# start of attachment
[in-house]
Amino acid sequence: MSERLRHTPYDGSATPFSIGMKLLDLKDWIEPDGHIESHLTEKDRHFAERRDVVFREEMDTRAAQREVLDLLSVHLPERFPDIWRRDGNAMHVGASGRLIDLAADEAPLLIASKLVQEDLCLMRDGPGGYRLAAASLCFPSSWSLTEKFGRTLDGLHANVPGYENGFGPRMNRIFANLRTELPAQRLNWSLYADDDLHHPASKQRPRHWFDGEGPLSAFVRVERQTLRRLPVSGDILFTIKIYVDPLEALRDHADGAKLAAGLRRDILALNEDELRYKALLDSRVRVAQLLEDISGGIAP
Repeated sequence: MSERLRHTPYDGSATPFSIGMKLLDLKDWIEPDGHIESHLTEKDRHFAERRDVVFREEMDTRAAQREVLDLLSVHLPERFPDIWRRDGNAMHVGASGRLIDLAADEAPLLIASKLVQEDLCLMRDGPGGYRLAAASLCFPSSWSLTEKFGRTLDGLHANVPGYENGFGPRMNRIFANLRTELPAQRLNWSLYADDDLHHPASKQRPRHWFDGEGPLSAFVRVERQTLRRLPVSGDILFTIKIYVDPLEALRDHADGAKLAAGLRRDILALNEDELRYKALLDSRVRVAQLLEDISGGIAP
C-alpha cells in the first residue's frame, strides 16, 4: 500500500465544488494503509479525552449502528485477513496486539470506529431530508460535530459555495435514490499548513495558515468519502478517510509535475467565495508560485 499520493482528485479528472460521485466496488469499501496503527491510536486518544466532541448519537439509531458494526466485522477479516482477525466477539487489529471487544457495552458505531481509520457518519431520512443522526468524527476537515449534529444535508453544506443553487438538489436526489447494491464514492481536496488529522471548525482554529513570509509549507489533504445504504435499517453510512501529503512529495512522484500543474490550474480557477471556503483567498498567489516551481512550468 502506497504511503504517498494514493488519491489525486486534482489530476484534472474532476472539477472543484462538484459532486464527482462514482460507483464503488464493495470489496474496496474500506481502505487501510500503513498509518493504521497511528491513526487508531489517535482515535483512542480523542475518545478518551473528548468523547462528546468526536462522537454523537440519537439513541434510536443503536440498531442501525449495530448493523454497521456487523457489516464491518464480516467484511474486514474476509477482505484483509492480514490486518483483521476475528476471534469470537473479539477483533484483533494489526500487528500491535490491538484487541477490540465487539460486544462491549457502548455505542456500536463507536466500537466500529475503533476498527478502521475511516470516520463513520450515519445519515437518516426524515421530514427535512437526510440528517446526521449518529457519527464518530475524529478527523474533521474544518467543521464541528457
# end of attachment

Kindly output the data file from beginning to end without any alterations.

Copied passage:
[in-house]
Amino acid sequence: MSERLRHTPYDGSATPFSIGMKLLDLKDWIEPDGHIESHLTEKDRHFAERRDVVFREEMDTRAAQREVLDLLSVHLPERFPDIWRRDGNAMHVGASGRLIDLAADEAPLLIASKLVQEDLCLMRDGPGGYRLAAASLCFPSSWSLTEKFGRTLDGLHANVPGYENGFGPRMNRIFANLRTELPAQRLNWSLYADDDLHHPASKQRPRHWFDGEGPLSAFVRVERQTLRRLPVSGDILFTIKIYVDPLEALRDHADGAKLAAGLRRDILALNEDELRYKALLDSRVRVAQLLEDISGGIAP
Repeated sequence: MSERLRHTPYDGSATPFSIGMKLLDLKDWIEPDGHIESHLTEKDRHFAERRDVVFREEMDTRAAQREVLDLLSVHLPERFPDIWRRDGNAMHVGASGRLIDLAADEAPLLIASKLVQEDLCLMRDGPGGYRLAAASLCFPSSWSLTEKFGRTLDGLHANVPGYENGFGPRMNRIFANLRTELPAQRLNWSLYADDDLHHPASKQRPRHWFDGEGPLSAFVRVERQTLRRLPVSGDILFTIKIYVDPLEALRDHADGAKLAAGLRRDILALNEDELRYKALLDSRVRVAQLLEDISGGIAP
C-alpha cells in the first residue's frame, strides 16, 4: 500500500465544488494503509479525552449502528485477513496486539470506529431530508460535530459555495435514490499548513495558515468519502478517510509535475467565495508560485 499520493482528485479528472460521485466496488469499501496503527491510536486518544466532541448519537439509531458494526466485522477479516482477525466477539487489529471487544457495552458505531481509520457518519431520512443522526468524527476537515449534529444535508453544506443553487438538489436526489447494491464514492481536496488529522471548525482554529513570509509549507489533504445504504435499517453510512501529503512529495512522484500543474490550474480557477471556503483567498498567489516551481512550468 502506497504511503504517498494514493488519491489525486486534482489530476484534472474532476472539477472543484462538484459532486464527482462514482460507483464503488464493495470489496474496496474500506481502505487501510500503513498509518493504521497511528491513526487508531489517535482515535483512542480523542475518545478518551473528548468523547462528546468526536462522537454523537440519537439513541434510536443503536440498531442501525449495530448493523454497521456487523457489516464491518464480516467484511474486514474476509477482505484483509492480514490486518483483521476475528476471534469470537473479539477483533484483533494489526500487528500491535490491538484487541477490540465487539460486544462491549457502548455505542456500536463507536466500537466500529475503533476498527478502521475511516470516520463513520450515519445519515437518516426524515421530514427535512437526510440528517446526521449518529457519527464518530475524529478527523474533521474544518467543521464541528457